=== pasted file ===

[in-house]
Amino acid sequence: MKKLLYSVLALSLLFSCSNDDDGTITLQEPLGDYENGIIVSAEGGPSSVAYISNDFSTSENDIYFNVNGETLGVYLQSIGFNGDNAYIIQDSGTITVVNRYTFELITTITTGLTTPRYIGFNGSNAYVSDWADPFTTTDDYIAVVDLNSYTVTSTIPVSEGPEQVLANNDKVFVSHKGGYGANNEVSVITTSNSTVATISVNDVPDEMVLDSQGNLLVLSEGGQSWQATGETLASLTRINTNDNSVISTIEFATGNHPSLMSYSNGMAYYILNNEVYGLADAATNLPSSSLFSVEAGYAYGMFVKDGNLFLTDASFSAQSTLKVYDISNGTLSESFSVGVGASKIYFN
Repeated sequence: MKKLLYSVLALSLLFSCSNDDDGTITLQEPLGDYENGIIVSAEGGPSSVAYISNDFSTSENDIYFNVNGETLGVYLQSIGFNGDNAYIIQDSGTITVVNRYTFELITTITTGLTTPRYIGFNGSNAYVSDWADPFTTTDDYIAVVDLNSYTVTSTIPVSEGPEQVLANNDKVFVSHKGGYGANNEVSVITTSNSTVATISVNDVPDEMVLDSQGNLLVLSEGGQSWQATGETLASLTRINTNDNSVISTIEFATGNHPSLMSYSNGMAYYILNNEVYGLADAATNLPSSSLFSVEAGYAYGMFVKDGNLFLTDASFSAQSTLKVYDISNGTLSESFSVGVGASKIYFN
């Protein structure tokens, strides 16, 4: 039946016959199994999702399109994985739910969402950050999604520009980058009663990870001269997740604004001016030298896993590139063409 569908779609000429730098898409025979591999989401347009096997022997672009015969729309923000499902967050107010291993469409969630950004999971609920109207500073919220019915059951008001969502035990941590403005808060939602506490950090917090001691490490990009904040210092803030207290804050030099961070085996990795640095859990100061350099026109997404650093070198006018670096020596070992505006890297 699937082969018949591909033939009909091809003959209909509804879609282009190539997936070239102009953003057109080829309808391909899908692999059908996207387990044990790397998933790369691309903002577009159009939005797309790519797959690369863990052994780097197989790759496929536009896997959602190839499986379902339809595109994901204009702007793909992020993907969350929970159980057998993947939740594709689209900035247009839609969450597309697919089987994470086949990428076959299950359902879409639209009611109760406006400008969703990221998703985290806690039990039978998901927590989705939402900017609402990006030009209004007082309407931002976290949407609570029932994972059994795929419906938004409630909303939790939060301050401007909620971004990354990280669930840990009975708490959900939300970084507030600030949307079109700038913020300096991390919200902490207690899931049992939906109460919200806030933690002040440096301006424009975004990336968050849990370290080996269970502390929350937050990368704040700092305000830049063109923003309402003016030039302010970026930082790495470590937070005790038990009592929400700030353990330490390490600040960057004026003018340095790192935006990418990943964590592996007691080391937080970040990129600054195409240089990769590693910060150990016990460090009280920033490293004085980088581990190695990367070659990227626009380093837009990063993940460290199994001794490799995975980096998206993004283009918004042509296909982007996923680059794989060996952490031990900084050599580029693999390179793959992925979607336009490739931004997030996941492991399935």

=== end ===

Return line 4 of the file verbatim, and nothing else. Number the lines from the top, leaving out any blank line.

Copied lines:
């Protein structure tokens, strides 16, 4: 039946016959199994999702399109994985739910969402950050999604520009980058009663990870001269997740604004001016030298896993590139063409 569908779609000429730098898409025979591999989401347009096997022997672009015969729309923000499902967050107010291993469409969630950004999971609920109207500073919220019915059951008001969502035990941590403005808060939602506490950090917090001691490490990009904040210092803030207290804050030099961070085996990795640095859990100061350099026109997404650093070198006018670096020596070992505006890297 699937082969018949591909033939009909091809003959209909509804879609282009190539997936070239102009953003057109080829309808391909899908692999059908996207387990044990790397998933790369691309903002577009159009939005797309790519797959690369863990052994780097197989790759496929536009896997959602190839499986379902339809595109994901204009702007793909992020993907969350929970159980057998993947939740594709689209900035247009839609969450597309697919089987994470086949990428076959299950359902879409639209009611109760406006400008969703990221998703985290806690039990039978998901927590989705939402900017609402990006030009209004007082309407931002976290949407609570029932994972059994795929419906938004409630909303939790939060301050401007909620971004990354990280669930840990009975708490959900939300970084507030600030949307079109700038913020300096991390919200902490207690899931049992939906109460919200806030933690002040440096301006424009975004990336968050849990370290080996269970502390929350937050990368704040700092305000830049063109923003309402003016030039302010970026930082790495470590937070005790038990009592929400700030353990330490390490600040960057004026003018340095790192935006990418990943964590592996007691080391937080970040990129600054195409240089990769590693910060150990016990460090009280920033490293004085980088581990190695990367070659990227626009380093837009990063993940460290199994001794490799995975980096998206993004283009918004042509296909982007996923680059794989060996952490031990900084050599580029693999390179793959992925979607336009490739931004997030996941492991399935």